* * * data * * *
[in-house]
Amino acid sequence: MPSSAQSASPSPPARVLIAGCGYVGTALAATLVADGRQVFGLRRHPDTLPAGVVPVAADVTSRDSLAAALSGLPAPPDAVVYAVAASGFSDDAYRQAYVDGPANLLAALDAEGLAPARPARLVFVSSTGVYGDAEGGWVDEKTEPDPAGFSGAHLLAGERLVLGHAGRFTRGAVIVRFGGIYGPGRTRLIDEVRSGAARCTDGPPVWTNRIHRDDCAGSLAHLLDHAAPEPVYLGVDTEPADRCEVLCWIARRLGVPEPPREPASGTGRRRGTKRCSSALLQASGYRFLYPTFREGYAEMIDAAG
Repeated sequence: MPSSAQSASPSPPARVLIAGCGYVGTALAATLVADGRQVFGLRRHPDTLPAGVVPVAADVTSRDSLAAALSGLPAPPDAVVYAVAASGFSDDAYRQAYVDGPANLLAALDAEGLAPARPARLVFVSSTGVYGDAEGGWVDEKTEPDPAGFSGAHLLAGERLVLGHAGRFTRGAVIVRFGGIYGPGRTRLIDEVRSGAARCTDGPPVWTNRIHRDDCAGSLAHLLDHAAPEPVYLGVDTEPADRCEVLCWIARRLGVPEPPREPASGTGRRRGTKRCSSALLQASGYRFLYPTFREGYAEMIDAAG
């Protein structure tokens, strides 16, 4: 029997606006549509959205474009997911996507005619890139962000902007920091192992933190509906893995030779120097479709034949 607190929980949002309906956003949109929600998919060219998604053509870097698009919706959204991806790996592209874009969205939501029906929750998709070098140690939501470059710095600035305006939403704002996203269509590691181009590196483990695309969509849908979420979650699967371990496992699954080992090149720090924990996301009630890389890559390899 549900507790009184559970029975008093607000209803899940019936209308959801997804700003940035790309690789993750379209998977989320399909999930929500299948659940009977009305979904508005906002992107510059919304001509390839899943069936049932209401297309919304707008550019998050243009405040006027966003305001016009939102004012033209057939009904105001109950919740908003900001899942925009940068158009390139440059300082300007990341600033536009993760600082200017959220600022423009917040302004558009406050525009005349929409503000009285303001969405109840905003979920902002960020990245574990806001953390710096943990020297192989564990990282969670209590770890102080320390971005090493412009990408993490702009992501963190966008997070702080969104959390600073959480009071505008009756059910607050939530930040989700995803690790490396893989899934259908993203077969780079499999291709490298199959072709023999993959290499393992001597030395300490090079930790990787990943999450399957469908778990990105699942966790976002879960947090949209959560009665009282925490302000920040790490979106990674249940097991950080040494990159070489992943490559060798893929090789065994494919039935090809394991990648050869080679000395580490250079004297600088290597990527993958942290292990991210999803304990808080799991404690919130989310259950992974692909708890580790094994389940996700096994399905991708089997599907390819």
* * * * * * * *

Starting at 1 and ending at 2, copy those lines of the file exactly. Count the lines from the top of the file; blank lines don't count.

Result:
[in-house]
Amino acid sequence: MPSSAQSASPSPPARVLIAGCGYVGTALAATLVADGRQVFGLRRHPDTLPAGVVPVAADVTSRDSLAAALSGLPAPPDAVVYAVAASGFSDDAYRQAYVDGPANLLAALDAEGLAPARPARLVFVSSTGVYGDAEGGWVDEKTEPDPAGFSGAHLLAGERLVLGHAGRFTRGAVIVRFGGIYGPGRTRLIDEVRSGAARCTDGPPVWTNRIHRDDCAGSLAHLLDHAAPEPVYLGVDTEPADRCEVLCWIARRLGVPEPPREPASGTGRRRGTKRCSSALLQASGYRFLYPTFREGYAEMIDAAG